Alex Mellen | Echo
The Euler Science Complex garnered a gold rating this week from the Leadership in Energy and Environmental Design (LEED). After measuring energy generation and usage for a year, it met LEED's standards in construction, water usage, green energy sources and other factors.
"It's not an award, technically," said Kevin Crosby, Taylor's coordinator of stewardship and sustainability. "It's an achievement that we've accomplished."
"(People) assume that (the LEED ranking is) energy-efficiency only-and it's much more than that," Crosby said. "This is an external review, a validation of what we've been saying about the building all along-that it's an efficient building, that it is environmentally friendly, that it takes into account the health of the occupants in the building . . ."
"We ended up solidly gold," Crosby said. And he's OK with that.
"What our goal was all along was to design and build a good building for the science faculty and students," Crosby said. "We weren't shooting for any sort of rating, really, or trying to get a certain score. I think that says a lot for the integrity of the Taylor administration . . . that they were interested in doing the best we can with the right goals in mind."
Every aspect of Euler's design and construction was carefully planned to reduce costs down to $41.4 million, and to conserve energy-often doing both in the same features, according to physics professor Hank Voss.
"(Euler) shows that Christians are concerned about waste, both financial waste and wasting our resources and energy," Voss said. "If you can save this money, we can help others with it."
This help has extended beyond Taylor's campus. Kassie Jahr, Euler's facility director and program coordinator, plans events for local students to use Euler's facilities.
Jahr also hopes to involve the Education Department, which now resides in Euler, with visiting elementary and high school students to teach STEM (science, technology, engineering and math) subjects.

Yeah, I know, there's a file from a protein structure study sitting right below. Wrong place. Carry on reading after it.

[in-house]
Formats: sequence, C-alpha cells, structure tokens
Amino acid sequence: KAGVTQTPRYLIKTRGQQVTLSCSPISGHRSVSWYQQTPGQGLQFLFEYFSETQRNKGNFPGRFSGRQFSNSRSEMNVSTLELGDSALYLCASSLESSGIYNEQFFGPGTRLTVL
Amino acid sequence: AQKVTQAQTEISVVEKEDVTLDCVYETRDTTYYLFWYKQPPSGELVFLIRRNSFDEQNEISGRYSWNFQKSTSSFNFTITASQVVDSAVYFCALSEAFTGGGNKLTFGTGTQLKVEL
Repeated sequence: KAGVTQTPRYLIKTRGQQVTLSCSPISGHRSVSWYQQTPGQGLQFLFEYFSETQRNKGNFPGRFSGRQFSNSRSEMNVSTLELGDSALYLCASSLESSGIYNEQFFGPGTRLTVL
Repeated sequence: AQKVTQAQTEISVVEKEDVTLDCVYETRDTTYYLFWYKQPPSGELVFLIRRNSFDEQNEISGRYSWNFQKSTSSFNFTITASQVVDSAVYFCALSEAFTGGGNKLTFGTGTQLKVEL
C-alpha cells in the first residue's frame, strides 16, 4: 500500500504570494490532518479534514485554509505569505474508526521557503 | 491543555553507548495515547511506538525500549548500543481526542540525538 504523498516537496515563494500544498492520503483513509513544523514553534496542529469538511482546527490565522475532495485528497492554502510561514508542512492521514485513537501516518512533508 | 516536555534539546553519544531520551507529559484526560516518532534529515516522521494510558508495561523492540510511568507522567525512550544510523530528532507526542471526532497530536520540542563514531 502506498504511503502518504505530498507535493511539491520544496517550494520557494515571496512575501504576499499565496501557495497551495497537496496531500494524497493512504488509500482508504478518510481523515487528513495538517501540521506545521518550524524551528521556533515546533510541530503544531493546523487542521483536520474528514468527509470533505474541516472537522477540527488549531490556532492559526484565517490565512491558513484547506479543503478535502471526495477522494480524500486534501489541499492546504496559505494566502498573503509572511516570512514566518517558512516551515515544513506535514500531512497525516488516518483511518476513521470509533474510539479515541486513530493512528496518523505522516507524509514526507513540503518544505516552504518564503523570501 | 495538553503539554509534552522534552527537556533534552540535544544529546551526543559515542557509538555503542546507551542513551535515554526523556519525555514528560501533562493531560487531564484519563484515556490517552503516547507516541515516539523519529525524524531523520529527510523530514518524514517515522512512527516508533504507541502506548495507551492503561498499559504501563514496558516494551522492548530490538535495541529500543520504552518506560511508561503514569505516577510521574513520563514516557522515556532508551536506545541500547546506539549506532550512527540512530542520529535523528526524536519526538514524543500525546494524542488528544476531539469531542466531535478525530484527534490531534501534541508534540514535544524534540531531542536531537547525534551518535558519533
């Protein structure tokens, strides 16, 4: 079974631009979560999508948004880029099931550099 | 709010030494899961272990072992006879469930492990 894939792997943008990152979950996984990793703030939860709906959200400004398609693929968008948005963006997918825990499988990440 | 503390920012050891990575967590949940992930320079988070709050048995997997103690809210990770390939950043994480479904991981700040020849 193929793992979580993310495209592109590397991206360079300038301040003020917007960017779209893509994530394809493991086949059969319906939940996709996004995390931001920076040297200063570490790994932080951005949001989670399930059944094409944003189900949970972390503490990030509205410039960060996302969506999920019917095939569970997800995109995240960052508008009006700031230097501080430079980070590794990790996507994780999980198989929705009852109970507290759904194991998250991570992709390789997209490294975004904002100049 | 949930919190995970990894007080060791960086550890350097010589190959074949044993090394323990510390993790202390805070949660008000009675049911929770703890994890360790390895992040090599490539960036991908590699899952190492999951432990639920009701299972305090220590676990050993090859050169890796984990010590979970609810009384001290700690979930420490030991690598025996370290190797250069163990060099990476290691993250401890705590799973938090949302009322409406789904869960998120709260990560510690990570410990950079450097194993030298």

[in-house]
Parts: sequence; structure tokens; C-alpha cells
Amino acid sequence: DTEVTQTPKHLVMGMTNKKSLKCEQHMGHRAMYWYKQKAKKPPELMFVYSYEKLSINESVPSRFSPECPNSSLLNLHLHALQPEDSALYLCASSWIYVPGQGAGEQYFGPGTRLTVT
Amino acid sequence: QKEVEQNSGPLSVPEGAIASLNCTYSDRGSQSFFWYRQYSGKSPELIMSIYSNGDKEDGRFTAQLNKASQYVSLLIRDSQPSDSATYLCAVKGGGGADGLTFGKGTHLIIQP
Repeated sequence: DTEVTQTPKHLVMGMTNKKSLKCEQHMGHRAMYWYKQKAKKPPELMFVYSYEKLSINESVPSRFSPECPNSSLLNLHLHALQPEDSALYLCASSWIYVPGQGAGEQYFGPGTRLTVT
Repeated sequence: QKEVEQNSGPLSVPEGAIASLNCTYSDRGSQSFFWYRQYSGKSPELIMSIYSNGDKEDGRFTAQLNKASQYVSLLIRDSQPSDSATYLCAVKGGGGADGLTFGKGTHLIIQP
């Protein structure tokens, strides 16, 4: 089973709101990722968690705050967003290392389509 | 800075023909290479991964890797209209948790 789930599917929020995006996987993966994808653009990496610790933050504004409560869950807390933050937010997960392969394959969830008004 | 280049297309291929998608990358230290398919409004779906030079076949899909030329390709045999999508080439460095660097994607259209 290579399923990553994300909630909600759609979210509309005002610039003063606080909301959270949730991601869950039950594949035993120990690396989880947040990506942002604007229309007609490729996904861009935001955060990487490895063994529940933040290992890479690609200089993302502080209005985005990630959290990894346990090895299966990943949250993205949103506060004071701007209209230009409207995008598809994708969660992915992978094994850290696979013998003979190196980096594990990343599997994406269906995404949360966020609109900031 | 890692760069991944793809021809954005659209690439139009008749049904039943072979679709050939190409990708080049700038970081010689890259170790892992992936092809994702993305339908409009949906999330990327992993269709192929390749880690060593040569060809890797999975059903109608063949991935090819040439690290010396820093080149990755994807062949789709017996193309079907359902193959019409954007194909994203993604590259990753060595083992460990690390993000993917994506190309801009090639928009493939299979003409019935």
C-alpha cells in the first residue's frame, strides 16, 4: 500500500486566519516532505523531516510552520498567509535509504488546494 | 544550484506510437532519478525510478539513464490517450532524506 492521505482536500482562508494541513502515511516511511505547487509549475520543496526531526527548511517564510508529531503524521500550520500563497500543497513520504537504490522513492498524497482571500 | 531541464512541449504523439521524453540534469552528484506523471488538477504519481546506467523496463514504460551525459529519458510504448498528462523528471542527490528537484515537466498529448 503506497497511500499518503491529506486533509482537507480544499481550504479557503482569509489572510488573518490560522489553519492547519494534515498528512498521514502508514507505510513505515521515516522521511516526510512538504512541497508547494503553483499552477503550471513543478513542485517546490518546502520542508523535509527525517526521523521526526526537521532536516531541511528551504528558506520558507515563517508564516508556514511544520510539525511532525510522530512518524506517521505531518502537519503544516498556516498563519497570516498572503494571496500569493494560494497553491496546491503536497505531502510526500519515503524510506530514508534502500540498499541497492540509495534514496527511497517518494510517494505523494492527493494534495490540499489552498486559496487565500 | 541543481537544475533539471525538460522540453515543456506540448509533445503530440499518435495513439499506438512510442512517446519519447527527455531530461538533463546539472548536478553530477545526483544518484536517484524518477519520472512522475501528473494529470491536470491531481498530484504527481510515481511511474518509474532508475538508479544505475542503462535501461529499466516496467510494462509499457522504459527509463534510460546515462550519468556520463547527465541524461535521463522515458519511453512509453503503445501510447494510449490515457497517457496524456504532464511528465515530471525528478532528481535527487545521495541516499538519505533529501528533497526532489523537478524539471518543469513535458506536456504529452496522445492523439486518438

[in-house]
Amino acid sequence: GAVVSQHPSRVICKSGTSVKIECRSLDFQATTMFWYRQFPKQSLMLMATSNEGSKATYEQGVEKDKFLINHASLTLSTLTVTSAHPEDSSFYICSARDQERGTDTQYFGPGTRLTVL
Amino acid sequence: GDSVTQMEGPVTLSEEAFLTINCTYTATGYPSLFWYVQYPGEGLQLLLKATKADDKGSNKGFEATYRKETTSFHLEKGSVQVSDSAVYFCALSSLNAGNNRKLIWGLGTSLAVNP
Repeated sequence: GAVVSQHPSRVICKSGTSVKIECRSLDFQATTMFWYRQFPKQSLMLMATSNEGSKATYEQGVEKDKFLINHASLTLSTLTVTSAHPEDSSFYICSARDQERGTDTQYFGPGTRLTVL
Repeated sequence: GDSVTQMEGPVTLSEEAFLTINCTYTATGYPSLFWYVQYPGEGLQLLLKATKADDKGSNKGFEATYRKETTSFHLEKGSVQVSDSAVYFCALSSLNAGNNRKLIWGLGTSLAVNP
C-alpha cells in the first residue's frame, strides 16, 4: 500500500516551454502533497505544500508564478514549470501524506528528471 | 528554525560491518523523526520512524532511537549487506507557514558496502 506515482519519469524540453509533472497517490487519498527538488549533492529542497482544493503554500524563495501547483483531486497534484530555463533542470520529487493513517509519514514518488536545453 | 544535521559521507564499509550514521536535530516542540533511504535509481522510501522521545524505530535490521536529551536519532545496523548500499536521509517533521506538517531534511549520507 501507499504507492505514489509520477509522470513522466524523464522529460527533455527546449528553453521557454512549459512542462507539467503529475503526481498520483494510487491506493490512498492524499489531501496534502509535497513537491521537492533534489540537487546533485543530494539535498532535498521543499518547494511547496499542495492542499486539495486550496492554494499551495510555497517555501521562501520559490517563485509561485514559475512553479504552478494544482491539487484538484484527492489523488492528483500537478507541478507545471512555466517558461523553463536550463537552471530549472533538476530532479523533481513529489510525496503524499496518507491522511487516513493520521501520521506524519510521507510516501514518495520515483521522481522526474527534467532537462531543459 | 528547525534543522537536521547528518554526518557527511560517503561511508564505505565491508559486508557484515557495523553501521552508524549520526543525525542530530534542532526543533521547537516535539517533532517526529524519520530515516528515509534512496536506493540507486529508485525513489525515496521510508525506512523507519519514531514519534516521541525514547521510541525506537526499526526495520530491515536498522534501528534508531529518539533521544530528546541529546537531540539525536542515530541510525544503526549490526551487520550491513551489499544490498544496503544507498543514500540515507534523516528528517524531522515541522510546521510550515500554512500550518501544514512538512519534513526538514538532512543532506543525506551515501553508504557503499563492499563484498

Taylor students' favorite part about Euler is simple: It's large.
"The biggest benefit (of Euler) is being able to work with people in your department and have a place where everyone can meet," said junior Chandler Chapman, a physics major.
Josh Kiers, a junior math major, agreed.
"I like the availability of Euler . . . in the study rooms, computer labs . . . as opposed to the computer lab in Nussbaum which was a lot smaller," Kiers said. "A lot of tools are more available now."
Crosby described Euler as a "living laboratory" where Taylor can use the actual physical building and the equipment that's in it to teach students, beyond just textbook learning in the classroom. Toward this goal, Voss is planning a general education class entitled Renewable Energy Principles that will involve Euler's energy systems.
Euler's energy-saving features, which were designed by Taylor students, include a geothermal system that draws water from an aquifer to help heat and cool the building.
Two wind turbines provide up to 18 percent of the building's power and solar panels provide another one percent. A rooftop tiled with recycled rubber allows unique student learning opportunities and stores small plants that insulate the building.
Voss appreciated the rating, but he really appreciates the building itself and what it can do for Taylor.